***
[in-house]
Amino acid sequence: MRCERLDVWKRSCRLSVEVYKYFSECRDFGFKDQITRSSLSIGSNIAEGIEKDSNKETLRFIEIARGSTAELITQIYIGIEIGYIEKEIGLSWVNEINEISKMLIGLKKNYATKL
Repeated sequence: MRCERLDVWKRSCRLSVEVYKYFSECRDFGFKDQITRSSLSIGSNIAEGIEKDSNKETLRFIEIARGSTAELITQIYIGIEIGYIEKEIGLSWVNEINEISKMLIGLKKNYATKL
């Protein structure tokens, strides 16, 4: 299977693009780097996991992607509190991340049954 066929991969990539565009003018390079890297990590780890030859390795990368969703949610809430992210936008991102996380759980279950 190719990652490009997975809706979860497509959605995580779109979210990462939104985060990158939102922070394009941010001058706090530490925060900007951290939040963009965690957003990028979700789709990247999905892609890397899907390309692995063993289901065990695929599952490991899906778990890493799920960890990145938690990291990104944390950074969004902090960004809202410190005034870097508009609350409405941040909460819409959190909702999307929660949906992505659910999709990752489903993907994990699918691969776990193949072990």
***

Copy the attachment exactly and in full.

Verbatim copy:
[in-house]
Amino acid sequence: MRCERLDVWKRSCRLSVEVYKYFSECRDFGFKDQITRSSLSIGSNIAEGIEKDSNKETLRFIEIARGSTAELITQIYIGIEIGYIEKEIGLSWVNEINEISKMLIGLKKNYATKL
Repeated sequence: MRCERLDVWKRSCRLSVEVYKYFSECRDFGFKDQITRSSLSIGSNIAEGIEKDSNKETLRFIEIARGSTAELITQIYIGIEIGYIEKEIGLSWVNEINEISKMLIGLKKNYATKL
């Protein structure tokens, strides 16, 4: 299977693009780097996991992607509190991340049954 066929991969990539565009003018390079890297990590780890030859390795990368969703949610809430992210936008991102996380759980279950 190719990652490009997975809706979860497509959605995580779109979210990462939104985060990158939102922070394009941010001058706090530490925060900007951290939040963009965690957003990028979700789709990247999905892609890397899907390309692995063993289901065990695929599952490991899906778990890493799920960890990145938690990291990104944390950074969004902090960004809202410190005034870097508009609350409405941040909460819409959190909702999307929660949906992505659910999709990752489903993907994990699918691969776990193949072990």